Gunnison Bluffs

Rating: 
Round Trip Distance: 5.0-11.1 miles
Difficulty: Moderate - Strenuous
Elevation: 4638 - 4920 feet
Cellphone: 3-5 bars
Time: 2 hrs. 30 mins.
Trailhead: Gunnison Bluffs
Fee: none
Attractions: Scenic river canyon views




View Gunnison Bluffs in a larger map

The Gunnison Bluffs trail is located on the southern side of Grand Junction, Colorado near the town of Whitewater. The trail travels along the bluffs above the Gunnison River as it courses its way to its confluence with the Colorado River. By combining the Gunnison Bluffs trail with the Old Spanish Trail, which parallels it to the east, two loops are formed that offer hikers, trail runners, equestrians and mountain bikers a choice between one loop that is 5 miles in length and one that is just over 11 miles.


The trailhead is located 1.3 miles west of Whitewater along the Coffman Road. To get there either drive to Whitewater, turn west on 1st St. and follow the signs for the Old Spanish Trail 1.3 miles or from Orchard Mesa turn south off of Highway 50 on 31 Road, the road that leads to the landfill, and drive 2 miles to the trailhead. The loop begins right at the trailhead by following the Gunnison Bluffs trail to the left and returning along the Old Spanish trail on the right.


There are a lot of side trails in the area but the Gunnison Bluffs trail is well marked.


With plenty of small hills to cross the trail is anything but flat.


After the first 1.2 miles the trail begins crossing the bluffs above the Gunnison River.


Numerous rock shelters can be found all along the river at almost every level. This particular one sits high above the trail at about the 2.5 mile point. The first time that we took notice of it we initially thought it was a granary. It isn't uncommon to come across very small corn cobs when hiking. Like many of the larger rock shelters in the area this one shows signs of modern reinhabitation. If you made it this far you have already passed 6 other rock shelters of various sizes that are tucked away in different places within a quarter mile of the trail. A few are so old that the lichens on the rocks used to make the shelter match those of the cliff itself making it all blend together perfectly.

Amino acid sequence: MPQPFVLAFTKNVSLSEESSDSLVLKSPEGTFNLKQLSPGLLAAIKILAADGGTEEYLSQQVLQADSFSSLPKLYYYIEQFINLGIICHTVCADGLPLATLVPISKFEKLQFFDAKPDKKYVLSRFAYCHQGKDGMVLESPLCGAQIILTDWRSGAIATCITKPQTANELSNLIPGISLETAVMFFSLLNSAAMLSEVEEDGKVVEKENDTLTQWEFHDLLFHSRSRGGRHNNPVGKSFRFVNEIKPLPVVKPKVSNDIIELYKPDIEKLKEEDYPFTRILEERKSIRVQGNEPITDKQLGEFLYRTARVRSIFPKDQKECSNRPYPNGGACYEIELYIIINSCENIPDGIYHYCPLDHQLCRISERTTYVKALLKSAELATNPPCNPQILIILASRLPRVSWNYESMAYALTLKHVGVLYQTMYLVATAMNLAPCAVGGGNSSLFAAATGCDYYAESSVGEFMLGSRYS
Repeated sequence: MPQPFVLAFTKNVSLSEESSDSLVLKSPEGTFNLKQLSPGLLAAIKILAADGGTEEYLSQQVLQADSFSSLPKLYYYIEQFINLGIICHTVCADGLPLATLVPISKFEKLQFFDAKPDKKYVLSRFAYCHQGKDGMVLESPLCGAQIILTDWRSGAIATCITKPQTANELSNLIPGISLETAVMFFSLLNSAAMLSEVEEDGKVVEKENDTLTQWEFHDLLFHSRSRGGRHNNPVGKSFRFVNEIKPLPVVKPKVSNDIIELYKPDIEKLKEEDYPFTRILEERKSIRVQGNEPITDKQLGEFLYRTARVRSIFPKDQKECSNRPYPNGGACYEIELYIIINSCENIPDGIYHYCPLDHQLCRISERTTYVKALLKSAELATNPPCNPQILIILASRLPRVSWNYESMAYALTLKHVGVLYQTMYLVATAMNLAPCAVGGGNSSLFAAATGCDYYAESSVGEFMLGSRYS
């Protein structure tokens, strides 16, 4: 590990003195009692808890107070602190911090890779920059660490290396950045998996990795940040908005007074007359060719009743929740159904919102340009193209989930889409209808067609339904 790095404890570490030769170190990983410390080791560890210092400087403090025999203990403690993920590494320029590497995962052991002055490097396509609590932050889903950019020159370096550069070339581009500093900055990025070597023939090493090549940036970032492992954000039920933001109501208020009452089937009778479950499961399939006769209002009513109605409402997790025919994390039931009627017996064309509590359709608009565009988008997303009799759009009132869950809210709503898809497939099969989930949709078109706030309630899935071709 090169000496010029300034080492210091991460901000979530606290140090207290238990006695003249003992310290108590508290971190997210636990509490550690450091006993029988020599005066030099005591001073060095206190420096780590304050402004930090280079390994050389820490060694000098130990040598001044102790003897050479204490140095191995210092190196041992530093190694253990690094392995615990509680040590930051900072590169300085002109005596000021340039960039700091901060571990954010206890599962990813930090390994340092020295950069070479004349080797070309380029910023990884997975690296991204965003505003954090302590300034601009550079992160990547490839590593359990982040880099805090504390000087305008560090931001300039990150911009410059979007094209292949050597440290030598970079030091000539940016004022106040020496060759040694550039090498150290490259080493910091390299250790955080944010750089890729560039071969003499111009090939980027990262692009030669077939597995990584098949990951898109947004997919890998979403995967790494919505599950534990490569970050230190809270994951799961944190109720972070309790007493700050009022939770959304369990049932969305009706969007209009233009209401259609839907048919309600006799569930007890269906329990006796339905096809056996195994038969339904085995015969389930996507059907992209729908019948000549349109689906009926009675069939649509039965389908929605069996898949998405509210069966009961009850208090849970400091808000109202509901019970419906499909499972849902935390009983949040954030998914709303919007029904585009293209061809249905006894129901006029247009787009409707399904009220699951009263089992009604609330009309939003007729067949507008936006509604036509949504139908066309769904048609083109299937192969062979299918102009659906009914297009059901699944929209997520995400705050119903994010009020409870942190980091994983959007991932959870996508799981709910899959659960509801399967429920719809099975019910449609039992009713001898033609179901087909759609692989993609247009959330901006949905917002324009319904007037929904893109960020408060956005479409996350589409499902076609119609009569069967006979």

A little lower on the hillside are what remains of the walls of another structure. It sure would be interesting to know whether a trained archaeologist has ever examined any of these sites and what it was that they found. Digging around archaeological sites, or collecting artifacts, is illegal. It also makes the archaeologists job more difficult or impossible which ruins it for everyone. There is good cellphone service in this area so don't hesitate to report anyone you see tampering with a site. You can call the BLM directly at 970-244-3000.


The second portion of the loop begins at just under the 3 mile point. For those that only want to do the smaller 5 mile loop this is the spot for following the Old Spanish Trail back to the trailhead.


This stretch of the trail continues along a double track. Some of the hills are pretty steep if you are on a mountain bike and most of the use for this part of the Gunnison Bluffs trail comes from MTBs.


Very few people venture onto this portion of the trail. To give an idea of what lays ahead at this point the trail eventually climbs to the top of the mountain in this picture.


The trail travels away from the river at one point where it passes through a scenic wash. After passing by another large rock shelter the trail comes near the upper end of the wash where the official route climbs steeply to the top of the mountain. By continuing on through the wash along an unofficial trail you can close ranks with the Old Spanish Trail and avoid the climb.


Of course, if you opt for the shortcut you will miss out on some more good views of the river and the BLM's Bangs Canyon Management Area on the other side.


As the trail nears its end it passes through a fence line where the trail markers that were once so plentiful that you could see from one to the other totally disappear. The trail is so faint at this point that it is easy to miss where it leaves the double track. Once again the loop can be shortened by continuing straight ahead.


The Gunnison Bluffs trail reaches an end at a private property line where a road serves as a connecting route over to the Old Spanish Trail.


This long downhill stretch of the Old Spanish Trail isn't very steep but if you are on a mountain bike and happen to have a flight suit with you this would be the time to put it on. It only takes about 5-10 minutes to get back to the smaller loop from here on a bike.


The trail does a gradual climb once again when it gets back to the smaller loop. Then from the crest of a small ridge the last 3/4 of a mile is all downhill again. This section of the Old Spanish trail is susceptible to muddy conditions during wet weather. When that is the case we usually stick to the Gunnison Bluffs trail that is much more gravely and instead of a loop we go out and back.


We have hiked, biked and run the Gunnison Bluffs trail on many many occasions. People frequently bring their dogs here to let them get some exercise and run loose. Equestrians use the trail almost daily. However you get your exercise the Gunnison Bluffs trail is suitable for use all year long. If you would like to see it for yourself then all you have to do is 'Take a hike'.